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Control variates for variance reduction in indirect inference: interest rate models in continuous time

  • Calzolari, Giorgio
  • Di Iorio, Francesca
  • Fiorentini, Gabriele

Simulation estimators, such as indirect inference or simulated maximum likelihood, are successfully employed for estimating stochastic differential equations. They adjust for the bias (inconsistency) caused by discretization of the underlying stochastic process, which is in continuous time. The price to be paid is an increased variance of the estimated parameters. There is, in fact, an additional component of the variance, which depends on the stochastic simulation involved in the estimation procedure. To reduce this udesirable effect one should enlarge the number of simulations (or the length of each simulation) and thus the computation cost. Alternatively, this paper shows how variance reduction can be achieved, at virtually no additional computation cost, by use of control variates. The Ornstein-Uhlenbeck equation, used by Vasicek to model the short term interest rate in continuous time, and the so called square root equation, used by Cox, Ingersoll and Ross, are explicitly considered and experimented with. Monte Carlo experiments show that, for some parameters of interest, a global efficiency gain about 35%-45% over the simplest indirect estimator is obtained at about the same computation cost.

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Paper provided by University Library of Munich, Germany in its series MPRA Paper with number 23160.

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Date of creation: Nov 1996
Date of revision: Nov 1996
Handle: RePEc:pra:mprapa:23160
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  1. Bianchi, Carlo & Cleur, Eugene M, 1996. "Indirect Estimation of Stochastic Differential Equation Models: Some Computational Experiments," Computational Economics, Society for Computational Economics, vol. 9(3), pages 257-74, August.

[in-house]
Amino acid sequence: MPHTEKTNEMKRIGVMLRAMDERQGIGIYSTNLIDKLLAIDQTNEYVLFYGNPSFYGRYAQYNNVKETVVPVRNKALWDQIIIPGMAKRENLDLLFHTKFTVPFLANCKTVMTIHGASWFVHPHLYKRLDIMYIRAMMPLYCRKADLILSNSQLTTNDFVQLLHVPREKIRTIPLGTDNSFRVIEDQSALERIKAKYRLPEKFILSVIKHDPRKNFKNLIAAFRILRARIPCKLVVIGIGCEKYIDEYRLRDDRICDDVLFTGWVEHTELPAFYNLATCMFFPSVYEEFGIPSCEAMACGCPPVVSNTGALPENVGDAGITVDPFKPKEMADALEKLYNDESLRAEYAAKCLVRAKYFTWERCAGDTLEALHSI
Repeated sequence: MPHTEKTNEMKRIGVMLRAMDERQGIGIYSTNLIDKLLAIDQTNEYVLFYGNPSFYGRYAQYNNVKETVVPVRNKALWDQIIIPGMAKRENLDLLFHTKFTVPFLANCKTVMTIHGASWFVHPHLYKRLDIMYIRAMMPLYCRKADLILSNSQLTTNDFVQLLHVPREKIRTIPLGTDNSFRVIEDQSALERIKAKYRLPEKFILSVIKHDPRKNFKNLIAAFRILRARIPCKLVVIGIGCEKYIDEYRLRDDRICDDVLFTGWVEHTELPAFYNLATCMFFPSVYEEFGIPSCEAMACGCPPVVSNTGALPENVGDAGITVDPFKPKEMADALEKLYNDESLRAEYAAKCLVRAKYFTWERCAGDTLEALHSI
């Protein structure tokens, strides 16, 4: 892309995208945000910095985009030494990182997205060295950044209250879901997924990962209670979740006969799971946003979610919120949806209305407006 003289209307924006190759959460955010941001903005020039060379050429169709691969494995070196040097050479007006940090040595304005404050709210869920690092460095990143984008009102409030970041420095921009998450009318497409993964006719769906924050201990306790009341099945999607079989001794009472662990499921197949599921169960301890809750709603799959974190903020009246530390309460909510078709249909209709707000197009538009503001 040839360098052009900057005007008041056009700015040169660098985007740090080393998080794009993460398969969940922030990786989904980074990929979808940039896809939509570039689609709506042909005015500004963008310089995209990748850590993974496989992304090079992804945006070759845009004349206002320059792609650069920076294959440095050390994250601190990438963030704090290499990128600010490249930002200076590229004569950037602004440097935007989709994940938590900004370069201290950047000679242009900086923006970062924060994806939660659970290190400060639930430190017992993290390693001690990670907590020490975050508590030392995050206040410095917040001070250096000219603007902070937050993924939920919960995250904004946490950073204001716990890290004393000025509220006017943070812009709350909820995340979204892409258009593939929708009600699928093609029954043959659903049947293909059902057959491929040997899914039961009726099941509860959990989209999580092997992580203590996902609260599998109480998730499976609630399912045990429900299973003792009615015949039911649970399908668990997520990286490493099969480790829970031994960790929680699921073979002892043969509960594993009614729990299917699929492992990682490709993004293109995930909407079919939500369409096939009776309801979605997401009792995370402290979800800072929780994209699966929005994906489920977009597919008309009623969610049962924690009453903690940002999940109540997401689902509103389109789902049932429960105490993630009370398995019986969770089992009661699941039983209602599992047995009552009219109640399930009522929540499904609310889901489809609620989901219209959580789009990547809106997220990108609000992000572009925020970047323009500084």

2. Gallant, A. Ronald & Tauchen, George, 1997. "Estimation Of Continuous-Time Models For Stock Returns And Interest Rates," Macroeconomic Dynamics, Cambridge University Press, vol. 1(01), pages 135-168, January.
  3. Chan, K C, et al, 1992. " An Empirical Comparison of Alternative Models of the Short-Term Interest Rate," Journal of Finance, American Finance Association, vol. 47(3), pages 1209-27, July.
  4. Cox, John C & Ingersoll, Jonathan E, Jr & Ross, Stephen A, 1985. "A Theory of the Term Structure of Interest Rates," Econometrica, Econometric Society, vol. 53(2), pages 385-407, March.
  5. Vasicek, Oldrich, 1977. "An equilibrium characterization of the term structure," Journal of Financial Economics, Elsevier, vol. 5(2), pages 177-188, November.
  6. Calzolari, Giorgio & Sterbenz, Frederic P, 1986. "Control Variates to Estimate the Reduced Form Variances in Econometric Models," Econometrica, Econometric Society, vol. 54(6), pages 1483-90, November.
  7. Bianchi, C. & Cesari, R. & Panattoni, L., 1994. "Alternative Estimators of the Cox, ingersoll and Ross Model of the Term Structure of Interest Rates: A Monte Carlo Comparison," Papers 236, Banca Italia - Servizio di Studi.
  8. BROZE, Laurence & SCAILLET, Olivier & ZAKOIANÂ , Jean-Michel, 1993. "Testing for Continuous-Time Models of the Short-Term Interest Rate," CORE Discussion Papers 1993031, Université catholique de Louvain, Center for Operations Research and Econometrics (CORE).
  9. Broze, Laurence & Scaillet, Olivier & Zako an, Jean-Michel, 1998. "Quasi-Indirect Inference For Diffusion Processes," Econometric Theory, Cambridge University Press, vol. 14(02), pages 161-186, April.
  10. Hendry, David F. & Harrison, Robin W., 1974. "Monte Carlo methodology and the small sample behaviour of ordinary and two-stage least squares," Journal of Econometrics, Elsevier, vol. 2(2), pages 151-174, July.
  11. Calzolari, Giorgio, 1979. "Antithetic variates to estimate the simulation bias in non-linear models," Economics Letters, Elsevier, vol. 4(4), pages 323-328.
  12. White, Halbert, 1982. "Maximum Likelihood Estimation of Misspecified Models," Econometrica, Econometric Society, vol. 50(1), pages 1-25, January.
  13. Brennan, Michael J. & Schwartz, Eduardo S., 1979. "A continuous time approach to the pricing of bonds," Journal of Banking & Finance, Elsevier, vol. 3(2), pages 133-155, July.
  14. Michael J. Brennan and Eduardo S. Schwartz., 1979. "A Continuous-Time Approach to the Pricing of Bonds," Research Program in Finance Working Papers 85, University of California at Berkeley.
  15. Hendry, David F., 1984. "Monte carlo experimentation in econometrics," Handbook of Econometrics, in: Z. Griliches† & M. D. Intriligator (ed.), Handbook of Econometrics, edition 1, volume 2, chapter 16, pages 937-976 Elsevier.
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